Yes, until the Families First Coronovirus Response Act (FFCRA) goes into effect on April 1. (Please see other information regarding eligibility and employer requirements in the FFCRA section above). Until then, employers may require employees to use any available PTO or vacation/sick leave for their absences associated with COVID-19. Commonly, employers have policies in place that state employees must use all available paid time off before utilizing unpaid time off.
What can employers do if an employee is out of paid-time-off and is absent from work due to COVID-19 related symptoms?
This answer depends on whether an employee is exempt or non-exempt. For non-exempt employees, employers must compensate employees for all hours worked. If a non-exempt employee is home from work but working remotely, then the employee must be compensated for all hours worked. However, if a non-exempt employee is absent from work and does not perform any services, the employee does not need to be paid for that time.
Exempt employees, on the other hand, should receive their full salary during any week where work is performed, with some exceptions. For instance, if an employer has a bona fide sick leave or PTO policy in place and an exempt employee either is not eligible for sick leave/PTO or has exhausted their sick/PTO hours, then employers can deduct only for full day absences assuming the employee performs no work during that day.
How do we address employee concerns about co-workers who appear sick and/or who may be from areas with known coronavirus cases?
Employers should be prepared to respond to employees who express reservations about working with employees or others who have returned from international travel or who are otherwise suspected of being infected with coronavirus. While some employee worries will be reasonably based on, and consistent with, guidance from medical authorities, other concerns may be driven by unfounded fear or speculation. Employers must be careful not to feed into unsubstantiated employee concerns and to avoid engaging in discrimination — including discrimination against individuals who are disabled or perceived as disabled because they are exhibiting symptoms associated with the virus, or individuals belonging to protected classes associated with a virus that appears to have originated in Asia.
Can an employee refuse to come to work due to their concerns over COVID-19?
In most circumstances, no. Under OSHA rules, an employee can refuse to come to work if they believe they are in imminent danger, which is defined as threat of death or serious physical harm. The employee would need to show that there is a high risk of death or serious physical harm in their immediate future if they were to come to work as opposed to a generalized fear. This is a high burden for employees to meet, especially if employers are following the workplace recommendations provided by the CDC and OSHA. However, if an employee is refusing to come to work, it may be worth seeking legal guidance.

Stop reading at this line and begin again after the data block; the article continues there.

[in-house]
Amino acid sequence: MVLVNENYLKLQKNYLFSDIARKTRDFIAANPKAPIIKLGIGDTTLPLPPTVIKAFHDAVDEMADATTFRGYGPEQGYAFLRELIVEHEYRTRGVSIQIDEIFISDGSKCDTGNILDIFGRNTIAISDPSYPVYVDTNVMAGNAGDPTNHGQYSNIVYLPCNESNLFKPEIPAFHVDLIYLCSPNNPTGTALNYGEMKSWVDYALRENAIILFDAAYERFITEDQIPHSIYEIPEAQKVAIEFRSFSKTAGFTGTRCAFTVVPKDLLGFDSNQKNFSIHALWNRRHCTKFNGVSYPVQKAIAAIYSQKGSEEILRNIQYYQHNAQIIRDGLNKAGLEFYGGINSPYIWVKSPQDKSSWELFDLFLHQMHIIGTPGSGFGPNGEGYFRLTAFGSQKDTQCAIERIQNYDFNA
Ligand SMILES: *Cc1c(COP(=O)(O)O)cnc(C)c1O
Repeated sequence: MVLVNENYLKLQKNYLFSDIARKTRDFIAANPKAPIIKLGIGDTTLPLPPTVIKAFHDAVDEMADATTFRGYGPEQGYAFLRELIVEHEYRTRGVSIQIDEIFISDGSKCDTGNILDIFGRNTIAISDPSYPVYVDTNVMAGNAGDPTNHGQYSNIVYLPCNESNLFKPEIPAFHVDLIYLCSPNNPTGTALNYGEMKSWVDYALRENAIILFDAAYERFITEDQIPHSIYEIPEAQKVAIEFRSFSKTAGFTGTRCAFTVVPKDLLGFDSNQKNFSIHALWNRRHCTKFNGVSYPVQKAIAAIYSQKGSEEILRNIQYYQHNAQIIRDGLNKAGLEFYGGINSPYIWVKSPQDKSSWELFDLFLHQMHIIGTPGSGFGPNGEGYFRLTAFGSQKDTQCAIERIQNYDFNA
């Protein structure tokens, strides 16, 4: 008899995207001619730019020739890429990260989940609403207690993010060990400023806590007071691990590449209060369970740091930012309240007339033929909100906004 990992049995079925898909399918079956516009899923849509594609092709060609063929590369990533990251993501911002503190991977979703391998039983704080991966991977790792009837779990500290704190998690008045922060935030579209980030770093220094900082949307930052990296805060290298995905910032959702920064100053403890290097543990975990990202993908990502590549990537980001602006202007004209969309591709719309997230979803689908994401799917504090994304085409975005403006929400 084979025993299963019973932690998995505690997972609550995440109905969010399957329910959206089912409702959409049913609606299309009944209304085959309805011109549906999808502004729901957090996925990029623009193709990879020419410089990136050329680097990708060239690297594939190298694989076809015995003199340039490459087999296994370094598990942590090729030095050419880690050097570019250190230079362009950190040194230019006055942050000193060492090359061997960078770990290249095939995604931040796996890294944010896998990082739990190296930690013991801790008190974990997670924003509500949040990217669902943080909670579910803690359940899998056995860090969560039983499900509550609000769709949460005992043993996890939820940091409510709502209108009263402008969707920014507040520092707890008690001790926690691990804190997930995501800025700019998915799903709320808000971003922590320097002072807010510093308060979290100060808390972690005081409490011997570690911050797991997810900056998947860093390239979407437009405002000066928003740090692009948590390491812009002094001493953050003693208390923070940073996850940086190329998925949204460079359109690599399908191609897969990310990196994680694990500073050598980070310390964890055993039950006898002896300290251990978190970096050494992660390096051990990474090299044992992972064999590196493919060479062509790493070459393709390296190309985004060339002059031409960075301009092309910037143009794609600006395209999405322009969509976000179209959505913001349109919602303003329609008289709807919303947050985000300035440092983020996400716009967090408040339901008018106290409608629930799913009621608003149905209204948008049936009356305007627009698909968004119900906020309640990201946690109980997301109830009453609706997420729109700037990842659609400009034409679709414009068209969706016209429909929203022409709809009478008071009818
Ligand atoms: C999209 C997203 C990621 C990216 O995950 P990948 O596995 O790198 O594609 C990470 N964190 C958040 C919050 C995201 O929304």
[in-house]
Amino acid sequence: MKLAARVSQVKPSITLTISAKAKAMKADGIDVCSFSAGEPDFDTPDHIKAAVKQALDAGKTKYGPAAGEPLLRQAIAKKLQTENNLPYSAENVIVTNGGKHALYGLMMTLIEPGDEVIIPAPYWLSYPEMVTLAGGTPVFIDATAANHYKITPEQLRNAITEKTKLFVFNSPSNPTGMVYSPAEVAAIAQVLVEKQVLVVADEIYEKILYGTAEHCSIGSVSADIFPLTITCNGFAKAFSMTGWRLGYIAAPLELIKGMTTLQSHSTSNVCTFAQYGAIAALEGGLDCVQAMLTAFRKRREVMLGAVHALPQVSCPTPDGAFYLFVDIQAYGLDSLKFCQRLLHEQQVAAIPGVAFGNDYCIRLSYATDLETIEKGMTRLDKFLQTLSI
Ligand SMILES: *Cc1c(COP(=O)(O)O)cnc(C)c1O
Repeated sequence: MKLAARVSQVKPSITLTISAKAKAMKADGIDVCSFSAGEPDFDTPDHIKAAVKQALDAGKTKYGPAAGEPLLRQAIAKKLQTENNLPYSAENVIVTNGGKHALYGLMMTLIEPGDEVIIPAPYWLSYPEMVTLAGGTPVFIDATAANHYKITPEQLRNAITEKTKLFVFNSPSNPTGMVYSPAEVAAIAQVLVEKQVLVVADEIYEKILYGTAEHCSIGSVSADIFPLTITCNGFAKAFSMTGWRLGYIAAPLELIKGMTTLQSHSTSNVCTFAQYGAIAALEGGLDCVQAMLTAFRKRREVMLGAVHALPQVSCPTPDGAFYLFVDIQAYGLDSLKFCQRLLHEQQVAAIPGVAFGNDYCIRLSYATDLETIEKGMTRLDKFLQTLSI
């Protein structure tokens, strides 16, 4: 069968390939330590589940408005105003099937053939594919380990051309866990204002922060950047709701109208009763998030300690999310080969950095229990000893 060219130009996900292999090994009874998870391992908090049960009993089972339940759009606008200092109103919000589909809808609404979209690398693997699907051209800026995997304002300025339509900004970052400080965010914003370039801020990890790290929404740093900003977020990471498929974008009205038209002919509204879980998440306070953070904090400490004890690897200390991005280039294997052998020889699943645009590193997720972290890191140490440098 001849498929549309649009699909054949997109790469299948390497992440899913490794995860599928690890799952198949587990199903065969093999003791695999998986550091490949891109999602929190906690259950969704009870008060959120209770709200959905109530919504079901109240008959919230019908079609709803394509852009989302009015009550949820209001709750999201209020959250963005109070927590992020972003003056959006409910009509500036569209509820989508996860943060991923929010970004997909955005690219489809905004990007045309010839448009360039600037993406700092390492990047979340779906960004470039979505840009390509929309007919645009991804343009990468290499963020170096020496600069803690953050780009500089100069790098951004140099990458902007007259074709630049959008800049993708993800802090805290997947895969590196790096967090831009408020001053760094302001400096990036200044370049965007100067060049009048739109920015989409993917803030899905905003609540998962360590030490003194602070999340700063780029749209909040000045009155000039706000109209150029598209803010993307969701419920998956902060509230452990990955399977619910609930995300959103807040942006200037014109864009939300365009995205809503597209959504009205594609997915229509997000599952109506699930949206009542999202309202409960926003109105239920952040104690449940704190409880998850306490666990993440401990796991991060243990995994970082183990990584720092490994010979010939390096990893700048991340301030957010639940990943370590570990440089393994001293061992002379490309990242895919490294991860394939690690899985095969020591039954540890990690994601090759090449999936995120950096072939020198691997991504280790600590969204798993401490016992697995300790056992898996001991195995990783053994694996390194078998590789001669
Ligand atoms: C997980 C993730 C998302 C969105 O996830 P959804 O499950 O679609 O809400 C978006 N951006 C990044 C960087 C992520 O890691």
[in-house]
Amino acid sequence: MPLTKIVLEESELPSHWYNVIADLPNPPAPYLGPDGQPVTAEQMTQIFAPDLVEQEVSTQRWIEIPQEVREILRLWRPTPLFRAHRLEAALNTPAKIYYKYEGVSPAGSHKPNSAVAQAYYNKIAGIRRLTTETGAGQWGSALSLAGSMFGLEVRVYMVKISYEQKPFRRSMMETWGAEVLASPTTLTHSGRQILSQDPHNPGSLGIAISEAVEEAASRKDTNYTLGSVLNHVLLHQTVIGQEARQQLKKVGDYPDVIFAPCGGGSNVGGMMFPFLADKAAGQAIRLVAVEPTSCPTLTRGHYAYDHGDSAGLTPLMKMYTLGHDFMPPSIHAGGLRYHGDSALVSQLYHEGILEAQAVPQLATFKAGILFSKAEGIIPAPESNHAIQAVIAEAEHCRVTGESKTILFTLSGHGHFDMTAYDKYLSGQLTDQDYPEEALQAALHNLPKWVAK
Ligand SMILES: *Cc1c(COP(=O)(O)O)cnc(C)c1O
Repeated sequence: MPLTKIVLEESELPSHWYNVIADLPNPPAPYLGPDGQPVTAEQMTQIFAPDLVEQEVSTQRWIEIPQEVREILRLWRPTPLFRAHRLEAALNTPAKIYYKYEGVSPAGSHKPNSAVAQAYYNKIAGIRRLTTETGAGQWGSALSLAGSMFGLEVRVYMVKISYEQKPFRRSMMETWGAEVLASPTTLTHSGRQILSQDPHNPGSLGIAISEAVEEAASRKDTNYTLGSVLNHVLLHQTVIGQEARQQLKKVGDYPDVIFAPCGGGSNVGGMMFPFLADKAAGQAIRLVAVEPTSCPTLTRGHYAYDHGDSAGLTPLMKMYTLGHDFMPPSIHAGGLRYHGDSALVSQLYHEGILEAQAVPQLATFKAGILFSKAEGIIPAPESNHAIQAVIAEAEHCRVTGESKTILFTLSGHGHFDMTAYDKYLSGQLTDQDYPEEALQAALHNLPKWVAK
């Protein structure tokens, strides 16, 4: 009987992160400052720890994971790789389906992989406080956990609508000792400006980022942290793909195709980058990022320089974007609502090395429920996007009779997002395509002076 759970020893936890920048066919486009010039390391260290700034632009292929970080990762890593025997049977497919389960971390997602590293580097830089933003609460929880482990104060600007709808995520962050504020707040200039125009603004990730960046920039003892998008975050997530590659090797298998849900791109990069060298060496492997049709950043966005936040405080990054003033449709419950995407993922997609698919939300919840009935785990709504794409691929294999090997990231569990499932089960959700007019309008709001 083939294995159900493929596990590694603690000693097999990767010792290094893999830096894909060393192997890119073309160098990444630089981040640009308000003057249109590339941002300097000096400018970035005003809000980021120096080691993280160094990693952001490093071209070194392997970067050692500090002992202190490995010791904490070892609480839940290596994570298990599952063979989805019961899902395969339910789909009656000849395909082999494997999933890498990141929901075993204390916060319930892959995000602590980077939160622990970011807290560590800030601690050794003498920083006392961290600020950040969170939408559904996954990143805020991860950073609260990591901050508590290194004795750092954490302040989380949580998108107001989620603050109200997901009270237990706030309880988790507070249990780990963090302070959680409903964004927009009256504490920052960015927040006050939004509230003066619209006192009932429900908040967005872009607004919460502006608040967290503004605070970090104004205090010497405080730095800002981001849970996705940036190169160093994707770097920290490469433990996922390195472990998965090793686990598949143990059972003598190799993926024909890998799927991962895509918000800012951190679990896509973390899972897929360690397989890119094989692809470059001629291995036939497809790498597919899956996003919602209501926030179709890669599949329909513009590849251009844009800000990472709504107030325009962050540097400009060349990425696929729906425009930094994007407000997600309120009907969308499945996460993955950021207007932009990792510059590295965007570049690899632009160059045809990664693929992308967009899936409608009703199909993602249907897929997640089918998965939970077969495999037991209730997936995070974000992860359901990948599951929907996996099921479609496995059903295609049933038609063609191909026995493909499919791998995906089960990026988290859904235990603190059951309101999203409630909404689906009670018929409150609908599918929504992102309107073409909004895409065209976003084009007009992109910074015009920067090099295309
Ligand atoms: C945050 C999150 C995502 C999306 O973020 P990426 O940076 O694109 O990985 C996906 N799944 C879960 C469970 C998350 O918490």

What are your obligations if an employee has contracted or been directly exposed to COVID-19?
If you have an employee who has contracted COVID-19, that employee should be sent home immediately. It is also advised to seek information about who they may have come into close contact with through their work. Employers should share non-identifying information with other employees who work at the same location, as they are at increased health risk. Any employee that has come into close contact with the infected employee should also be sent home for 14 days. For specific guidance on how to deal with COVID-19 positive employees, please reach out to your local health department for reporting requirements.
Do employers have to pay employees if the company shuts down for a specified time due to COVID‑19?
Again, this answer depends on whether employees are exempt or non-exempt. If an employer shuts down their offices and/or facilities, non-exempt employees do not need to be paid when work is not being performed. However, for exempt employees, the general rule is that exempt employees need to be paid for all weeks in which some work is performed. Therefore, if offices and/or facilities are shut down for partial weeks, exempt employees receive their full salary. However, if offices and/or facilities are shut down for a full week, employers are not required to pay exempt employees for weeks where no work is performed.
How will businesses pay for the FFCRA legislation?
The bill provides tax credits for businesses that provide benefits for companies and self-employed individuals who are affected by the coronavirus. It can cover up to 100 percent of qualified paid sick leave, for employers, and a 67 percent refundable tax credit for self-employed people caring for a child or family member. For self-employed, the benefits are capped at either $200 per day or the average daily income rate, whichever is smaller. These things, obviously, will help many employees and small- business owners and the self-employed. However, it won't cover all costs 100 percent.